Related party transactions account for 66 percent of the imports from Mexico; 50 percent of imports from Canada; 20 percent of imports from China; and 70 percent of imports from both Japan and Germany.  Related party trading accounts for 42 percent of total US imports and exports.

So what’s up with the trade war?  Is this just inter-capitalist competition writ large  by the short-fingered, small handed shopkeeper-landlord in DC?  The answer is yes and more than “yes.”  Competition is the field where the determinations of capital, its intrinsic dynamics are expressed by capitals in the encounter with other capitals.  It’s not so much about nations or nationalism, but it is about the general condition of capital that is manifested by the nationalism, in the competition.

And that general condition of capitalism, within and beyond national boundaries is the condition of generalized overproduction.  The condition is the continued overproduction of steel, aluminum, automobiles, SUVs, coal, oil, gas, iron ore that accumulates beyond the capacity for realization.  Despite, or even because of the recovery of US capitalism from the near recession of 2016, the growth in international trade remains depressed. With the growth in international trade depressed, “national markets”– if such relations can even be said to exist– cannot provide the necessary realization of the capital values pumped into the system.  It is not consumption that falters, and in its faltering determines the path of capitalism.  Capitalism does not produce for consumption; it does not produce for consumers.  Capital produces for accumulation, for expanded reproduction, for other capitals.  Competition is the expression of the dependency of capital on other capitals, and the reaction to that dependency when accumulation is impaired.

The “success” in the reproduction of capital, the production of capital, for other capitals, is made manifest in the growth of fixed assets, amplifying the productive power of human labor power.  Between 2010 and 2016, the value of fixed assets accumulated  in the mining, utility, construction, manufacturing, transportation, warehousing, and information sectors of the US economy increased 21.8 percent, compared to a 46 percent expansion for the 2002-2008 period, compared to a 34.7 percent growth for the 1994-2000 years.  Now it might just be that the cost of adding fixed assets declined during the 2010-2016 years, while the value output from their usage actually increased.  Maybe, but a) if that were the case the economy as a whole would have experienced more rapid growth than it did, and b) such divergence would have been an anomaly in the general processes and laws of accumulation, where the expansion of capital is indeed indexed by the increased valuation of the expanded means of production.  Capital exists to accumulate the means of production as values, as value-extracting, value-commanding.  Slowing accumulation in the valuation of the means of production is, literally, the impairment of the valorization process.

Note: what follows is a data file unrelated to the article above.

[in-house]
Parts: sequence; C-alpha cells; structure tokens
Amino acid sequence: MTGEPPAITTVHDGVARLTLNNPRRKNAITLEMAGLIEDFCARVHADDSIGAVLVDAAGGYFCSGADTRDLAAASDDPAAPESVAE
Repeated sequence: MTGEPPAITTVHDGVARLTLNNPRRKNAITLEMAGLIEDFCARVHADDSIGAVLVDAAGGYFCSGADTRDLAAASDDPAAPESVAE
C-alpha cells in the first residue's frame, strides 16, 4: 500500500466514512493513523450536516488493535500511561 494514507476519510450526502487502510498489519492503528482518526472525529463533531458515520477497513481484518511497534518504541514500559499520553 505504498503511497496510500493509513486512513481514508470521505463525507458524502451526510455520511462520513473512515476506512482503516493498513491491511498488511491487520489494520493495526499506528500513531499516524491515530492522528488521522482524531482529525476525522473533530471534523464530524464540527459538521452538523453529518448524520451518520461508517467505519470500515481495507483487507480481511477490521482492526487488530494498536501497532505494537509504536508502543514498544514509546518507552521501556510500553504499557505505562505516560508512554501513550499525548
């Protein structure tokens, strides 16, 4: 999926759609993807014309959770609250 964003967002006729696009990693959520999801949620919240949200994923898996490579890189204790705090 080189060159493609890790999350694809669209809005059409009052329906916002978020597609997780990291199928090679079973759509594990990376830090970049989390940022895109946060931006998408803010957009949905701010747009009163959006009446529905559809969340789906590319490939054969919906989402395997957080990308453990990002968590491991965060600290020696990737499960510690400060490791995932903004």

So…accumulation is impaired.  Trade growth slows.  Industrial recoveries are interrupted.  Profit is threatened.  The previous accumulation of the means of production as capital, as values, impedes the further accumulation of value.  “Irrationality,” in trade wars, in attacks upon the networks, alliances, partnerships, of the past is the “new normal.”  The “nation”– the national mythology– is paraded forth as the once and always struggle of “us”– “our capital”– against “them”– “their capital,” when there never was, is, or can be “our capital;”  there is only capital, their capital, belonging to the bourgeoisie, against all of us, those of, by, and for the working class. 

April 10, 2018